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Risk, Change and Farewell

My family and me cycling through abandoned railway tunnels in New Zealand last year. 

At times you have to leave the city of your comfort and go into the wilderness of your intuition. What you'll discover will be wonderful. What you'll discover is yourself.

— Alan Alda, director and screenwriter


It was a pretty big risk to uproot my family and go to New Zealand last year for a fellowship, but it changed the course of my life.

The Kiwi risk-taking culture must have gotten into me, because this week I’m leaving the Colorado Health Institute, where I’ve worked for the past 13 years, to lead an early childhood organization. I’m leaving health policy for the front lines of health. And I’m leaving a place that has provided me with important skills and an excellent platform to do this new work. 

It all started like this.

Despite loud protests from my two sons, my family and I picked ourselves up from our routine lives in Colorado and moved to New Zealand at the beginning of 2017. We lived in Wellington, where I was an Ian Axford Fellow at the New Zealand Treasury.

It was invigorating to learn about new issues in public policy, meet new people with different perspectives and stretch myself personally and professionally. My kids were eventually won over by New Zealand and its daredevil culture. (These are the people who invented bungee jumping.)  It got me thinking, though, that maybe we all hadn’t had enough change in our lives.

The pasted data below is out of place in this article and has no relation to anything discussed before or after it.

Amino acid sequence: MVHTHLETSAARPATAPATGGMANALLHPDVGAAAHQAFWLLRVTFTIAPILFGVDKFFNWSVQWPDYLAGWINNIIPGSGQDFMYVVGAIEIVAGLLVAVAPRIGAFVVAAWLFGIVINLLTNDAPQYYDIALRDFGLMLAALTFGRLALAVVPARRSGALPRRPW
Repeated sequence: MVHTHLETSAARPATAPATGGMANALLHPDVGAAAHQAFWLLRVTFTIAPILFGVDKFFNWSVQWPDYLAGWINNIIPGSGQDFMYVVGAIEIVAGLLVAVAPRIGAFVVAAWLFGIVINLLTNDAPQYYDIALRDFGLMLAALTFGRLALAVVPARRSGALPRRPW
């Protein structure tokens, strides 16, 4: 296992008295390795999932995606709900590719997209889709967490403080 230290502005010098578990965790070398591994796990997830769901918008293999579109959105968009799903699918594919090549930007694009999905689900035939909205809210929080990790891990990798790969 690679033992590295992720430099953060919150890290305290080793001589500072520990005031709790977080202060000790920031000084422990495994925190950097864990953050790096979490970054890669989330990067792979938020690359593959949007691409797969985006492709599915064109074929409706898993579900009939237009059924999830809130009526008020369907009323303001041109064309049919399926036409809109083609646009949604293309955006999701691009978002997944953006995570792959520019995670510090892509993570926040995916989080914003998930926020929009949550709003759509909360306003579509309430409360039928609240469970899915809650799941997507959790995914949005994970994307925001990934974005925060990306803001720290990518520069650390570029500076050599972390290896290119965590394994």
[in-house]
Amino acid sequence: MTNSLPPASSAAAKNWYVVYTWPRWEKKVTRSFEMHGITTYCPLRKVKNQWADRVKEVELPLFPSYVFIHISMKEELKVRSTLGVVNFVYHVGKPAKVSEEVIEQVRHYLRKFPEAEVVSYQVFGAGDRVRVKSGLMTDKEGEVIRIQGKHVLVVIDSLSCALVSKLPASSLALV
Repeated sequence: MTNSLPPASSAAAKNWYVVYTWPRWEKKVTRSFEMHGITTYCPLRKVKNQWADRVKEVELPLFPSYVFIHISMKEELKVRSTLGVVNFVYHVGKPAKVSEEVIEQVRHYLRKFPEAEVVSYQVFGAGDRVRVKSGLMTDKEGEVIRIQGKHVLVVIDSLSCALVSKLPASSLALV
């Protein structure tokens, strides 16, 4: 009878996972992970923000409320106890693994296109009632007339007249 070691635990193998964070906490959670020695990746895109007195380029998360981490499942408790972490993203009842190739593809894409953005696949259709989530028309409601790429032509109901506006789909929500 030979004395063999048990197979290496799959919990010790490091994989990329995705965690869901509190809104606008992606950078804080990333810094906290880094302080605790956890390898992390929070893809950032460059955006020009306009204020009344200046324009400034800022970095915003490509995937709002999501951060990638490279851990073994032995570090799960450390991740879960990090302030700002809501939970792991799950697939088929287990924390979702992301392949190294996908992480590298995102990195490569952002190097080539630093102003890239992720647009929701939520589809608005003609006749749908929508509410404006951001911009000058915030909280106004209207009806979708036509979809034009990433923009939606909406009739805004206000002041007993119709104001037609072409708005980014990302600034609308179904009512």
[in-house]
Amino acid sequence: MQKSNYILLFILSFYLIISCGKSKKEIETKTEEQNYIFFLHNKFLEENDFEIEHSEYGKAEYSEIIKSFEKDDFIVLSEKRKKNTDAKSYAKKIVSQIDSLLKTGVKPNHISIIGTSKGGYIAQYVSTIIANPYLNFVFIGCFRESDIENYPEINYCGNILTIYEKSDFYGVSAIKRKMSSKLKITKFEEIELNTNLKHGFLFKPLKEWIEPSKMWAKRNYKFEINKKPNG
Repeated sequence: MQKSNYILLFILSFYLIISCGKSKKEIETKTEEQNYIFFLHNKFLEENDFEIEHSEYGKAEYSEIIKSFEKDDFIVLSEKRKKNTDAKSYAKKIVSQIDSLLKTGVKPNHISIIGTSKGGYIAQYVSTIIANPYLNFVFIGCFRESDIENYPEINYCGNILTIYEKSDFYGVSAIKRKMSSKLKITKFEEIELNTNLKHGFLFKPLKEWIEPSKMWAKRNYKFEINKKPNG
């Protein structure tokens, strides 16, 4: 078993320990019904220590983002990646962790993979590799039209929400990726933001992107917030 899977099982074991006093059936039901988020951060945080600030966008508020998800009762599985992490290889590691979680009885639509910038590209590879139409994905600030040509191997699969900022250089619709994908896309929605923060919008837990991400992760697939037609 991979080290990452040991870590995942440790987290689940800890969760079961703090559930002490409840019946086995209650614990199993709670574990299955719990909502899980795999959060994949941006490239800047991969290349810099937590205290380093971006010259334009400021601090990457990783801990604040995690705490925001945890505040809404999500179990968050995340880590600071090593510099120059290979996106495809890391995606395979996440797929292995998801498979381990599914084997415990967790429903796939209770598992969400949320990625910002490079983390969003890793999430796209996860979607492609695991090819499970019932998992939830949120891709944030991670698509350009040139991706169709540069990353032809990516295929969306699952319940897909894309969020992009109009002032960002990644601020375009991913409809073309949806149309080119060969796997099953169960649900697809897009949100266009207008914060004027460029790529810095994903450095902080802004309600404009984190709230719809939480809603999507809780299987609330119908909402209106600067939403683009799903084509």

What that change would look like perplexed me. 

But at CHI, we specialize in perplexing questions. Just like I’ve done with dozens — OK, hundreds — of CHI projects, I grounded myself by framing the question. What could I do to address the growing body of evidence showing rising gaps in income, health, education and opportunity? 

And then I did my research. I learned that high quality early childhood education is one of the most effective ways to level the playing field. It leads to better health outcomes, lower use of social services and fewer criminal justice costs.

It’s one of the most important investments we can make to address the elusive issue of equity that we talk about so much in health policy.

With this perspective, I made an exciting yet difficult decision. Later this month, I will assume the role of Executive Director of Family Star Montessori. Family Star is a remarkable organization that combines a Montessori curriculum with Head Start programming to deliver high-quality early childhood education to economically, racially and ethnically diverse children. Parent educators travel to homes, homeless shelters and transitional housing to provide parenting education and wraparound services to families. 

CHI has provided me with the skills to dive into this new area. Through my work here, I have been astonished at the profound impacts that the first six years of life have on emotional and physical health throughout the lifespan.

As a parent, it’s both fascinating and terrifying. Working with so many of CHI’s diverse partners in the health policy community has engrained in me the importance of listening attentively, seeking evidence, and finding compromise by looking beyond what is politically expedient to what is objectively true.

I will take all these perspectives with me in this new chapter.  

To my friends and colleagues in the health policy community, I am honored to have worked with you for the past 13 years. I wish you all the best, and I do hope our paths cross. Feel free to say hello, stop by Family Star or come volunteer!